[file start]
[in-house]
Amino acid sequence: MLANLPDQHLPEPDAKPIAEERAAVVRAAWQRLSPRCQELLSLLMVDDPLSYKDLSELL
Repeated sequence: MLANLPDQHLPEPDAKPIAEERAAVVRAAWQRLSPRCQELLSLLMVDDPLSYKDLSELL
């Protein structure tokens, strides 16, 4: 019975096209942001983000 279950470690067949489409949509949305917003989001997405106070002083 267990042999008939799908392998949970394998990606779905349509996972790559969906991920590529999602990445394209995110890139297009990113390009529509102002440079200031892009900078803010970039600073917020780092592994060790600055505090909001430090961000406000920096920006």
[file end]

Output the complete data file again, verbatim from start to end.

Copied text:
[in-house]
Amino acid sequence: MLANLPDQHLPEPDAKPIAEERAAVVRAAWQRLSPRCQELLSLLMVDDPLSYKDLSELL
Repeated sequence: MLANLPDQHLPEPDAKPIAEERAAVVRAAWQRLSPRCQELLSLLMVDDPLSYKDLSELL
């Protein structure tokens, strides 16, 4: 019975096209942001983000 279950470690067949489409949509949305917003989001997405106070002083 267990042999008939799908392998949970394998990606779905349509996972790559969906991920590529999602990445394209995110890139297009990113390009529509102002440079200031892009900078803010970039600073917020780092592994060790600055505090909001430090961000406000920096920006």